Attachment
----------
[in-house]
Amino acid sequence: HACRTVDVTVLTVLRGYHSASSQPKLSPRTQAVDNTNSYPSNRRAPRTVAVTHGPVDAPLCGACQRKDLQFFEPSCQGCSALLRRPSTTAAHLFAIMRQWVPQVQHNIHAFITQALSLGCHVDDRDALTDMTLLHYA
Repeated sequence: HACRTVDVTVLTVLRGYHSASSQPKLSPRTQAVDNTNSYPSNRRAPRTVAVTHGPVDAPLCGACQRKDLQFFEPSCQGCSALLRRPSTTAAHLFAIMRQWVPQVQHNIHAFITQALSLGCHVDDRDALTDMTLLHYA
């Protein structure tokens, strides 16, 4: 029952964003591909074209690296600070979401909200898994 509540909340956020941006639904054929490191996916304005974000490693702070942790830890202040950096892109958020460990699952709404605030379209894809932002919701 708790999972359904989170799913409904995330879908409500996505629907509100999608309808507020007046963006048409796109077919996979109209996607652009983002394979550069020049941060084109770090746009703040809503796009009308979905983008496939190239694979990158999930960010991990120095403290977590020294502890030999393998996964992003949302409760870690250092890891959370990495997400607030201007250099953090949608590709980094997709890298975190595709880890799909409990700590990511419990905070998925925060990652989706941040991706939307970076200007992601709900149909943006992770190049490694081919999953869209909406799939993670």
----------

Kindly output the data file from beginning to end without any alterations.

[in-house]
Amino acid sequence: HACRTVDVTVLTVLRGYHSASSQPKLSPRTQAVDNTNSYPSNRRAPRTVAVTHGPVDAPLCGACQRKDLQFFEPSCQGCSALLRRPSTTAAHLFAIMRQWVPQVQHNIHAFITQALSLGCHVDDRDALTDMTLLHYA
Repeated sequence: HACRTVDVTVLTVLRGYHSASSQPKLSPRTQAVDNTNSYPSNRRAPRTVAVTHGPVDAPLCGACQRKDLQFFEPSCQGCSALLRRPSTTAAHLFAIMRQWVPQVQHNIHAFITQALSLGCHVDDRDALTDMTLLHYA
């Protein structure tokens, strides 16, 4: 029952964003591909074209690296600070979401909200898994 509540909340956020941006639904054929490191996916304005974000490693702070942790830890202040950096892109958020460990699952709404605030379209894809932002919701 708790999972359904989170799913409904995330879908409500996505629907509100999608309808507020007046963006048409796109077919996979109209996607652009983002394979550069020049941060084109770090746009703040809503796009009308979905983008496939190239694979990158999930960010991990120095403290977590020294502890030999393998996964992003949302409760870690250092890891959370990495997400607030201007250099953090949608590709980094997709890298975190595709880890799909409990700590990511419990905070998925925060990652989706941040991706939307970076200007992601709900149909943006992770190049490694081919999953869209909406799939993670």